Craze for calendars

Back in the 1960s, collecting wall calendars was a fad. Come January, my uncle would collect at least 15 calendars from shopkeepers and other sources. Religious calendars were the most common, and adequate representation was given to all religions without any prejudice. But the most favourite and prized calendars were those of natural scenery with green dense trees, colourful flowers, snow-capped mountains, birds in vibrant colours and animals in great variety.

It was not uncommon to see three or four calendars adorning a single room. Muslim houses had an additional Urdu calendar showing the Hijri dates and these calendars were one of the sources of income for Arabic madrasas. These Islamic calendars are still in vogue. My cousin, Naveed, once told me that the calendar of the Murphy baby with a finger on the lips was a must in the bedroom of every expectant mother as it was commonly believed that seeing a bonny child during pregnancy would result in getting a cute baby.

At the end of the year, the discarded calendars were cut and used to cover our school books. Relatives coming from abroad would sometimes bring exquisite calendars with glitzy paper and impeccable photographs. At the end of the year, the portion at the bottom with the dates would be cut and removed and the precious photo would continue its existence on the wall till its colour faded.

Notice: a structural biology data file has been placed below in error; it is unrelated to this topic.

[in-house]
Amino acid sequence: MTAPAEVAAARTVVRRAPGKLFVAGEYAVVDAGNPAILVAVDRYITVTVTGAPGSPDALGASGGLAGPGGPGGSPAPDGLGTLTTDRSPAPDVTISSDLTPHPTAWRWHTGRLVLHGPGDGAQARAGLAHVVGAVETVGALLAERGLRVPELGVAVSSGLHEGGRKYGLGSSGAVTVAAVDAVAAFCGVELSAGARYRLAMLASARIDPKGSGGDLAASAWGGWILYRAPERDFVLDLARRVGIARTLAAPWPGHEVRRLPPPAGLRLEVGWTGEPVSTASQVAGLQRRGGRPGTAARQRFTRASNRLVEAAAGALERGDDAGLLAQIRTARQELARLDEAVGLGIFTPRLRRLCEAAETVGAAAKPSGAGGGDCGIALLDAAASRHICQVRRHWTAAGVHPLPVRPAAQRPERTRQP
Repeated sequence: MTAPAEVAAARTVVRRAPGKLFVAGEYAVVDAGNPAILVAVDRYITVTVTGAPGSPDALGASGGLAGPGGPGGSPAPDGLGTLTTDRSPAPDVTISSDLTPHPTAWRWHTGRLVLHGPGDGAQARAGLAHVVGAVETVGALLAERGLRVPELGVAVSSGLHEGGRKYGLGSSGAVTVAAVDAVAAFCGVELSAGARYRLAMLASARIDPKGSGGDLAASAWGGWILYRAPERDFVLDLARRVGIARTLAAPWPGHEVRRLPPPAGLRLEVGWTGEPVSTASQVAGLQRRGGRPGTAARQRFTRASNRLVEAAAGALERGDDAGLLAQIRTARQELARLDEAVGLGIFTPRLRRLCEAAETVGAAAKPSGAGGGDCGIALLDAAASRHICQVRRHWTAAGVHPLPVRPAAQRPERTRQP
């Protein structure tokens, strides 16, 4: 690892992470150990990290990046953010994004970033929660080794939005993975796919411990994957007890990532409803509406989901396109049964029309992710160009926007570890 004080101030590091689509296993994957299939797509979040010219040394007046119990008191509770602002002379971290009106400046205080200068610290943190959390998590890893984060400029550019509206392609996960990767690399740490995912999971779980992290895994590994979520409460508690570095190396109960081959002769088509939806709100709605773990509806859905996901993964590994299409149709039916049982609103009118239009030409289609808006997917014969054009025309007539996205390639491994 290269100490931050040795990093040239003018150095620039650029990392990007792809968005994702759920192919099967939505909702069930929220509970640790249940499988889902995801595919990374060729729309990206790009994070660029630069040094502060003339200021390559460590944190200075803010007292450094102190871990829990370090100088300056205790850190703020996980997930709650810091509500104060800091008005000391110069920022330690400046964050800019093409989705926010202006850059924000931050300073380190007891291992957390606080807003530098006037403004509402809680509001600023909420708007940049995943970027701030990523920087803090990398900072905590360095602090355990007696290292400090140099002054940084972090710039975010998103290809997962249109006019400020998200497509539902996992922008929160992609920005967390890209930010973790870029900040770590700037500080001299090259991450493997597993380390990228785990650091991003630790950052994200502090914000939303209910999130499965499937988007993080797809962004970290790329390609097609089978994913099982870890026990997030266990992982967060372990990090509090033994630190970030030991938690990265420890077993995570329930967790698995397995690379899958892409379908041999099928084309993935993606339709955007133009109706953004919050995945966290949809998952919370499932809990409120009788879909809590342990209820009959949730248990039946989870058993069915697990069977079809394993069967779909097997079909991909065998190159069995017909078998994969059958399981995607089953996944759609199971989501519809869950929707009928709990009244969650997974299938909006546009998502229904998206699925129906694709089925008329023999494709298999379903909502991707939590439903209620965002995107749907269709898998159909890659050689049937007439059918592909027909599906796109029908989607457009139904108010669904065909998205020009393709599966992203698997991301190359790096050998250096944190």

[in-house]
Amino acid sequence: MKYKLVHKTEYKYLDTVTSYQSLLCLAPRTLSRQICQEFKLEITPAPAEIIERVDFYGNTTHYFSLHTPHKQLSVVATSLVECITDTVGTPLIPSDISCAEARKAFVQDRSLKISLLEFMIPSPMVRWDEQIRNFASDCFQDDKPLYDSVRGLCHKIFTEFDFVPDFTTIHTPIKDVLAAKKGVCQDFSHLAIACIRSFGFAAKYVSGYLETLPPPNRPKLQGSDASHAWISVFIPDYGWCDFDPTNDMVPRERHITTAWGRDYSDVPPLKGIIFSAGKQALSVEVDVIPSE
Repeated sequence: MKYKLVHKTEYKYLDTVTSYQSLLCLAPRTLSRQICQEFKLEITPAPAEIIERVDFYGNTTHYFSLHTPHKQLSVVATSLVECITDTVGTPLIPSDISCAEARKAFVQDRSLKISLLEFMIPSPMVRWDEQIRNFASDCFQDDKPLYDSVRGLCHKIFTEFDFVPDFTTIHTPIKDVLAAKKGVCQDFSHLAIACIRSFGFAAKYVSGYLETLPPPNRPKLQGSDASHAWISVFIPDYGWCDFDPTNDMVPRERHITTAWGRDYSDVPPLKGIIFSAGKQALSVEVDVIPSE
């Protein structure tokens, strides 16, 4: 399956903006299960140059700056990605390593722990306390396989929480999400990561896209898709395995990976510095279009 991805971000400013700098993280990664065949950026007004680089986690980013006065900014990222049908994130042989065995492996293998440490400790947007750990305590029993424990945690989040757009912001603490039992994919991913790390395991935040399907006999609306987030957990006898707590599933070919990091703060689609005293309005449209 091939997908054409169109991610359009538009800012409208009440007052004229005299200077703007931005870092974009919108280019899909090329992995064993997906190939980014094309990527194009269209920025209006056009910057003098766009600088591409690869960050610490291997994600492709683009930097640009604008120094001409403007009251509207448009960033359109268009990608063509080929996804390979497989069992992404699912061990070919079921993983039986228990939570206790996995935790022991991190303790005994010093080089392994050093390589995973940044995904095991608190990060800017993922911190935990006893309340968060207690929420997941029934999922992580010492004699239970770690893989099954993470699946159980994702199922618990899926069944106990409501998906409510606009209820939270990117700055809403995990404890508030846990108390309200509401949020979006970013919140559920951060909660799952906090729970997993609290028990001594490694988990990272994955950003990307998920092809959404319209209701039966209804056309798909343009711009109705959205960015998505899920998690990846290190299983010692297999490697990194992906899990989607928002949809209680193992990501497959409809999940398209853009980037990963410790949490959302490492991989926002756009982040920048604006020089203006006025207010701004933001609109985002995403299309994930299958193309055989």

In Karnataka, the Bangalore Press wall calendar was a must have as it also gave dates of Muslim, Sowramana, Chandramana and Nakshatras apart from Rahukala, Yamaganda and Gulikakala. In Karnataka government offices, the government calendar with a different theme every year was and is still extensively used since it is an authentic source of government holidays. The theme varies every year — the popular ones are historical monuments, tourist places in Karnataka and doyens of Kannada literature. It is a common practice in many government offices to affix on the wall only January’s sheet from the new calendar — a precautionary measure to prevent the entire calendar from being stolen. Every bank has its own calendar displaying bank holidays.

Much of the utility of the wall calendars is now gone since the calendar is available in every mobile phone and as an electronic calendar. You enquire any youngster about a date, and pop comes out his mobile and pat comes his reply. In this age, the launching of fashion calendars featuring skimpily clad models appears to be one of the few exceptions. Calendars seeking donations for charitable purposes make rounds but they come in different formats.

Once the fashion of hanging calendars on the walls became extinct, I switched over to table calendars. But whether you hang them on the walls or place them on the table or access them on your phone, calendars continue to be of great utility and are indispensable.

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Craze for calendars

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